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Molecular solids – model systems with variable many-body interactions

M. Lang - J.W. Goethe-University, Frankfurt (Main), SFB-TR49, Germany


Solids, made up of molecular units containing open shell transition metal ions or stable organic -radicals, provide flexible systems for exploring correlated electrons in reduced dimensions. In the course of an interdisciplinary research program at Frankfurt University, a variety of molecular materials has been synthesized and investigated in detail. One focus of these investigations lies on low-dimensional quantum magnets with moderate exchange coupling constants J, weak enough for laboratory magnets to tune the systems across field-induced quantum critical points.
Likewise, molecular metals, formed by the combination of stable -radicals with suitable inorganic linkers, have emerged as exemplary systems for studying the interplay of strong electron-electron and electron-phonon interactions in low dimensions. Of particular interest are the quasi-2D charge-transfer salts of the -(BEDT-TTF)2X family where transitions between various states such as Mott-insulating, antiferro¬magnetically ordered, anomalous metallic and superconducting can be induced by small variations of chemical (substitution) or physical (pressure, temperature or magnetic field) parameters.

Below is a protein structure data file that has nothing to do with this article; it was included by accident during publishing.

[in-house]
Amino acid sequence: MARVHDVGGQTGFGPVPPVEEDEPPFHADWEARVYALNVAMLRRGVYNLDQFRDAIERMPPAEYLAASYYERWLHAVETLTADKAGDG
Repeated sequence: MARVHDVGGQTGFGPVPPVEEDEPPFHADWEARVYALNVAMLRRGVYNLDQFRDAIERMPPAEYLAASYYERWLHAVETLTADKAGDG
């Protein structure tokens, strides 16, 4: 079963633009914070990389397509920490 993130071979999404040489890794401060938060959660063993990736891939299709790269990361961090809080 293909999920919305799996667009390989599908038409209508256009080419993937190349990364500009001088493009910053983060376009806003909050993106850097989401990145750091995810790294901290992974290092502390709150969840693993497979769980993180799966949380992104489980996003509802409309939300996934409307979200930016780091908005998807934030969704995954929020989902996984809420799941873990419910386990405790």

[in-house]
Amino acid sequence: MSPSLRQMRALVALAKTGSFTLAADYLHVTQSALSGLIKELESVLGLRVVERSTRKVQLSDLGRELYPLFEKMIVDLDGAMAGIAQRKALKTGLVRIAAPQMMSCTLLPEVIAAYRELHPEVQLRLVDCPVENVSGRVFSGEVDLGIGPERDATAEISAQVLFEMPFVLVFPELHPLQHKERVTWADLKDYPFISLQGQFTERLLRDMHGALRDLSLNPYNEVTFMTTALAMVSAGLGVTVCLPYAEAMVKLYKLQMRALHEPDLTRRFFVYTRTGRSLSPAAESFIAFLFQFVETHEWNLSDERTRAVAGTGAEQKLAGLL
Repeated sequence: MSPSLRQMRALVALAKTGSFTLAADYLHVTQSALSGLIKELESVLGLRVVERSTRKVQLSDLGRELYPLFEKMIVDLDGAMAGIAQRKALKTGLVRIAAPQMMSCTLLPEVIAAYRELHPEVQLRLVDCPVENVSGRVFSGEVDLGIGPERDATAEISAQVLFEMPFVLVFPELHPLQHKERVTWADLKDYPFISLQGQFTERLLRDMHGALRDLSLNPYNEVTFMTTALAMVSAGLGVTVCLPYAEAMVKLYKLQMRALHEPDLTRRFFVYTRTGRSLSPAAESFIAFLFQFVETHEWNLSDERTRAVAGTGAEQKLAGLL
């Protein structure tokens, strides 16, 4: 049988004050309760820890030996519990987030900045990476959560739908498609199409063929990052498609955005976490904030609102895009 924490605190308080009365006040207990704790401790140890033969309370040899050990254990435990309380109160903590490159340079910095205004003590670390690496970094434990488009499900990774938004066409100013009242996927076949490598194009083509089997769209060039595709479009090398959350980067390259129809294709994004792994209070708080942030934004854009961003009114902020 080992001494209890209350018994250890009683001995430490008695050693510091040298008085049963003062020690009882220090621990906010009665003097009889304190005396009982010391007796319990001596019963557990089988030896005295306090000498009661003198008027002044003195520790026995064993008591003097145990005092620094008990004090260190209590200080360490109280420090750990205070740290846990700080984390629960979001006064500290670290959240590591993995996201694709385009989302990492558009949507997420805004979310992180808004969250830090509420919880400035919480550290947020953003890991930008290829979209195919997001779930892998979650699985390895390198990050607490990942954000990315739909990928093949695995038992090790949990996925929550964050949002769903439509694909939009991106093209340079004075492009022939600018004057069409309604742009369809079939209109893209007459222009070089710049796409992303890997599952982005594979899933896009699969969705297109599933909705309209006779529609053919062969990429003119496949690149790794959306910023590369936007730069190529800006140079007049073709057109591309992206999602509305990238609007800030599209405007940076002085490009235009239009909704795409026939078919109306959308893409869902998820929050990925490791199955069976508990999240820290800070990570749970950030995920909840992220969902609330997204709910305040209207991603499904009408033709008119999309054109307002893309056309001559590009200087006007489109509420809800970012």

In the talk we will discuss examples from both classes of molecule-based materials. Particular emphasis is placed on an oxalate-based Cu(II) (S = ½)-chain system. Here we study the anomalous magnetocaloric response close to the field-induced quantum critical point which may provide a most efficient cooling mechanism for reaching sub-Kelvin temperatures. In addition, we discuss the lattice effects observed at the Mott transition in an organic conductor indicative for the intricate role of the lattice degrees of freedom.

 

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